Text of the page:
In a bid to promote an increased awareness of the true cost of printing, we’ve put together a list of curious and interesting facts about printers that might surprise you:

They lie to you!

Fed up of repeated on-screen messages and red lights warning of low ink? It turns out that most ink cartridges are thrown away when they still have ink left inside them. If you search the internet you’ll find a whole host of ingenious ways to get the most out of your Epson ink cartridges and to stop your printer complaining about it.

Inkjets use ink even when they’re not being used

To keep the print heads from drying out, printers go through cleaning cycles. You’ve probably heard the sound of your printer performing its cleaning maintenance hundreds of times before, but here’s the alarming bit: printers actually use ink to clean the print heads. If you leave an inkjet printer long enough, it can go through an entire ink cartridge without ever once printing.

The weather can influence printer performance

In hot weather you’re more likely to suffer a paper jam. That’s because the humidity affects the paper, causing it to stick together. When you try to print, the printer roller will pull through a number of pages at once – too many for the printer to handle – and you’ll have to open it up to pull the pages out.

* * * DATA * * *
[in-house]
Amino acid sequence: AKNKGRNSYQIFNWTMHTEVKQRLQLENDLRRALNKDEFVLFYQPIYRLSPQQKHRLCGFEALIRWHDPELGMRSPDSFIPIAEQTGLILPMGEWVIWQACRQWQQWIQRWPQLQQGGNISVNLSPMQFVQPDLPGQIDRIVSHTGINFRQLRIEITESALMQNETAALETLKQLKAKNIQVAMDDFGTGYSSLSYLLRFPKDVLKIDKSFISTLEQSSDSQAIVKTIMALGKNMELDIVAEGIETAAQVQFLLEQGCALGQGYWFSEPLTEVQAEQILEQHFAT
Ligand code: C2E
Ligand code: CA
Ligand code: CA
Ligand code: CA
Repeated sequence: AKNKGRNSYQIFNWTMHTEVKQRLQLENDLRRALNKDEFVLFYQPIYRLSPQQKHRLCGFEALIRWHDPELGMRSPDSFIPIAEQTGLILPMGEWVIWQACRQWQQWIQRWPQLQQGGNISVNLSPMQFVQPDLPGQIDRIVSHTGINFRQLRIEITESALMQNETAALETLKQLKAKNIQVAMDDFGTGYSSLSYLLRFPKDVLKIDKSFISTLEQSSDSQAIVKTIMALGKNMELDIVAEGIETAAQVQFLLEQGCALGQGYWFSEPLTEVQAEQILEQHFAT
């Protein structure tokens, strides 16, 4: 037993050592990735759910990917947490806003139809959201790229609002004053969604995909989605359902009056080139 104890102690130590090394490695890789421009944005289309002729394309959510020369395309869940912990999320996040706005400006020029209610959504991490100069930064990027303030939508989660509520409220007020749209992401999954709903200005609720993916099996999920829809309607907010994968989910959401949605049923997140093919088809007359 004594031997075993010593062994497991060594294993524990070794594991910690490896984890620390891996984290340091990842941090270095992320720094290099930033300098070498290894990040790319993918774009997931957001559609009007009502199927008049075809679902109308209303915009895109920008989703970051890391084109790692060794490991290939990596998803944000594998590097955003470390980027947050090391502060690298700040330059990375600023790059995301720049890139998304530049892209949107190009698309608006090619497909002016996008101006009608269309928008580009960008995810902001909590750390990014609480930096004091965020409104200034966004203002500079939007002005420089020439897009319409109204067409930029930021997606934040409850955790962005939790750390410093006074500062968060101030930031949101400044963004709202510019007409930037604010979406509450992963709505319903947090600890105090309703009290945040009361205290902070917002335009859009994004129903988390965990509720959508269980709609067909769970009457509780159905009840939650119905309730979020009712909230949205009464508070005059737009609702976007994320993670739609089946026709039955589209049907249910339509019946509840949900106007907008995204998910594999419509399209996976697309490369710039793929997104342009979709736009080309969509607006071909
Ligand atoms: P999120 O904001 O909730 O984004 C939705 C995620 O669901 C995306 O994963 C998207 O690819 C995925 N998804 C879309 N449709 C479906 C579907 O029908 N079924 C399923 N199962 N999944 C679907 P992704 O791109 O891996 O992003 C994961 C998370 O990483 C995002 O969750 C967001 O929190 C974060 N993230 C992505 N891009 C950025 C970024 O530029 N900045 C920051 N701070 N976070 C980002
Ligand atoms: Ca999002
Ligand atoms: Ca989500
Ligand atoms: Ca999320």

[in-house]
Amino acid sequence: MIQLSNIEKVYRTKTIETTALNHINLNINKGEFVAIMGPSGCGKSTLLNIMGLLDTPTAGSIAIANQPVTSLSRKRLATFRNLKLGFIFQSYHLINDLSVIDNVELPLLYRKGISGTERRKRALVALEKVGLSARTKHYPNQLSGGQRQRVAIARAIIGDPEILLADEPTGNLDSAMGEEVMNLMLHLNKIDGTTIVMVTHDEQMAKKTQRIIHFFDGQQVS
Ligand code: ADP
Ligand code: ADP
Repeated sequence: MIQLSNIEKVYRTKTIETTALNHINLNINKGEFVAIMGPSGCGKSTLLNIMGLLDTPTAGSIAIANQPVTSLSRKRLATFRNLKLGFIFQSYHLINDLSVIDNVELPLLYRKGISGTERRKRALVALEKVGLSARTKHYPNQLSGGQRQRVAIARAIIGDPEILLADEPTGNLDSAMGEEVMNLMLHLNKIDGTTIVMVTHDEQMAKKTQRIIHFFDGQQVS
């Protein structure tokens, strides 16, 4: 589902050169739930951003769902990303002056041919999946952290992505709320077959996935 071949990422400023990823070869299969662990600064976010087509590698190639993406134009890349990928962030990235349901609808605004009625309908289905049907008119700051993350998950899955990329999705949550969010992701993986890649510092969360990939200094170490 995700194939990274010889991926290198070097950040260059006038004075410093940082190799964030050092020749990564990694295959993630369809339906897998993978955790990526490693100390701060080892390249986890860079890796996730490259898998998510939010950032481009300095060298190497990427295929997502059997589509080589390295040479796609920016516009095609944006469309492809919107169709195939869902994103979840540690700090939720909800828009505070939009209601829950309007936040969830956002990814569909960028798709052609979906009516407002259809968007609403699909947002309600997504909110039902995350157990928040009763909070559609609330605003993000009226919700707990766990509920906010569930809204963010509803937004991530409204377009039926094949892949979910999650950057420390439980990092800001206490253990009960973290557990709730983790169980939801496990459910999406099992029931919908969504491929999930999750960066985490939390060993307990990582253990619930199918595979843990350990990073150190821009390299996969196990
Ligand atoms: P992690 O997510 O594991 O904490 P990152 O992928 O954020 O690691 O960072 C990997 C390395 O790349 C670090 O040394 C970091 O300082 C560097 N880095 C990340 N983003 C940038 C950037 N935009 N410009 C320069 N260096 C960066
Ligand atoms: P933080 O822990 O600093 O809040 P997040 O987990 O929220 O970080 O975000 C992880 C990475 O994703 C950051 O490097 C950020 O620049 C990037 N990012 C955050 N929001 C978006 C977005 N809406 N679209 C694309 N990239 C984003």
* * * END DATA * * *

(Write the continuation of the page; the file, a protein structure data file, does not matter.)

Ink is more expensive than Champagne

The average cost of replacing HP ink is roughly £1.70 per millimetre. A bottle of vintage, 1985 Dom Perignon works out at 23p per millilitre – that’s just over 7 times less expensive.

Laser toner isn’t an ink

…it’s actually a fine powder made of carbon and a mix of polymers (or plastics). Ever wondered why printouts from laser printers are hot when you collect them from the tray? It’s because the process of applying the toner to the page involves melting the plastics at a temperature somewhere between 80 – 150 degrees.

Printers can be extremely wasteful

We already know that printers can be expensive to run, but many of us don’t stop to consider how wasteful they can be, and the harmful environmental impact they have. To make just one printer cartridge it takes around 3.5 litres of oil, and for an inkjet ink cartridge it takes roughly 90ml. Hundreds of thousands of depleted ink cartridges are sent to landfill each year, and it takes up to 1000 years for them to decompose.